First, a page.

Marion Cowden

Members who attend the Monday luncheons will recognise Marion Cowden as the smiling woman talking about and explaining Polio Eradication and the importance of it.

The most striking quality she possesses is her passion for helping people in need and her wider community; clearly living Rotary’s motto ‘Service above self’.

This quality is evident through her continuous effort to inform and engage more people in the Polio Eradication Initiative, as well as her work through the RCW Speakers and Community Service committees. Marion has been a member of the RCW since her return from London to New Zealand in 2009.

Although only joining a New Zealand Rotary Club in 2009, she was no stranger to Rotary as she was the President of the Rotary Club of London from 2008-2009.

What she enjoyed about the Rotary Club in London was how the club was drawn into the wider international goals of the Rotary. This was brought on by the theme chosen for London: Polio Eradication. Marion found that it was the importance placed on this issue that drew the club to a wider international focus.

Although, she explains that “Wellington is positively dynamic in comparison to London”. Marion found that the London Club was “very disconnected with the surrounding Districts… and had cycles of [members] involvement”. When asked to be Club President she felt very strongly about “keeping the involvement connection” between Rotary members of the wider community.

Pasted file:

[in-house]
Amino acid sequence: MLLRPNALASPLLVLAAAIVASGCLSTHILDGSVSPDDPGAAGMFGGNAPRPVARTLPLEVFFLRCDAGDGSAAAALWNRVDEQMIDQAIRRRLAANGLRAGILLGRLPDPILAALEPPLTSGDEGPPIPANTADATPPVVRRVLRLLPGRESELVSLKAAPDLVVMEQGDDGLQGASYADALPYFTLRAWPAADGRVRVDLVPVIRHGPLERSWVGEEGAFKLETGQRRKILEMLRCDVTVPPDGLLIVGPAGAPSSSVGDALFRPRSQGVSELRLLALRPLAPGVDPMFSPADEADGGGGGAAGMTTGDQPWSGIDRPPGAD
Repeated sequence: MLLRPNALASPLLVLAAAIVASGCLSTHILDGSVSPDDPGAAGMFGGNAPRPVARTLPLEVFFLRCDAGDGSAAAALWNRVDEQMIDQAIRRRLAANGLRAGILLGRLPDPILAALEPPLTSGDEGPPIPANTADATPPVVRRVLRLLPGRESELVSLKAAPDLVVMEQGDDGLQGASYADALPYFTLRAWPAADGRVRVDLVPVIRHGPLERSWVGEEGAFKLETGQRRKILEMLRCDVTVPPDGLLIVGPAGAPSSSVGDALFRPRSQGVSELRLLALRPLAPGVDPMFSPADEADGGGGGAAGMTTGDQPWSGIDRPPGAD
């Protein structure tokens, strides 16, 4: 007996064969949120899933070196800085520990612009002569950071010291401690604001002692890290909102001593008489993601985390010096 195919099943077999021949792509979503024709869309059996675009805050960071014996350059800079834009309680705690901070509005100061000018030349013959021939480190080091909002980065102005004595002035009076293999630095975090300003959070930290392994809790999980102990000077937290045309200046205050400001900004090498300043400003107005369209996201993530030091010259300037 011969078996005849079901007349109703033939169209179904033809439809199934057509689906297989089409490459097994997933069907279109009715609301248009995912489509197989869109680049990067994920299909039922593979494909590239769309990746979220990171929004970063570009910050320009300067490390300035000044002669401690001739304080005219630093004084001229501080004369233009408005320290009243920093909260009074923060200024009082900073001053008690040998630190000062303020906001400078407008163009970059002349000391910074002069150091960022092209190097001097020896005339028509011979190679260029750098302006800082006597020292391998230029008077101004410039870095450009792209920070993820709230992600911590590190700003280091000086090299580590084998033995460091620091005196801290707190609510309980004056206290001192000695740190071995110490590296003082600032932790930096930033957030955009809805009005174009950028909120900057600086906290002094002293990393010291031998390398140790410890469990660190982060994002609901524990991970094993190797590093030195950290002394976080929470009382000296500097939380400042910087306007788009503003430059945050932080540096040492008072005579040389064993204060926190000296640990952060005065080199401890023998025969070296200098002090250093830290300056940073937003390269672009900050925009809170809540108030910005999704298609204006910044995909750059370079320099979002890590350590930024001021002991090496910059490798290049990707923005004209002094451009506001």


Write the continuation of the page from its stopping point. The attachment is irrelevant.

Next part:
In keeping with her community focus Marion has been the Chair of Community Service committee for RCW. Projects she has been involved with include tree planting, charity collections.

She has also been heavily involved with ‘Wesley Community Action’ where she has been “working with the Wellington committee to engage with the wider Wellington community”. This has involved “working with hard to reach areas in Wellington” to improve the community understanding and engagement“ - which is a very slow process”.

Marion is also Chair of the Speakers Committee which involves “organising the speaker programme”. Although it can be a hard task convincing certain business people to public speak she explained she relies on the relationship to convince them.

She uses “communication to do the convincing, by using contacts through the RCW to build the relationship.” By building that positive and friendly relationship she finds that they eventually they see that they aren’t talking to scary important business people, but a room filled with interested business people ready to learn and listen.

During her time with Rotary she recalled a specific day to be one of the many highlights. While attending the annual Rotary Peace Conference she was encouraged to sit at the presidents table, with the Rotary International president and his wife. She walked hesitantly over in disbelief as “other Rotarians channelled to this table”. That day she sat with President D K Leigh and shared stories, laughter and talked about international concerns.

The following day she was hosted by a fellow Rotarian from Wales. During the days conversation she mentioned she “hadn’t been to Wales yet” and explained her following plans. While asking for suggestions of things to do and see while there, the conversation took an unexpected turn when the man suggested she stay in his holiday home.

Marion arrived at the local train station in Wales, was handed the keys and the directions and made her way to her recently offered accommodation.

Rotary is a continually growing international community. It has been within that community that Marion has been shown the kindness and respect which created the very foundation of the club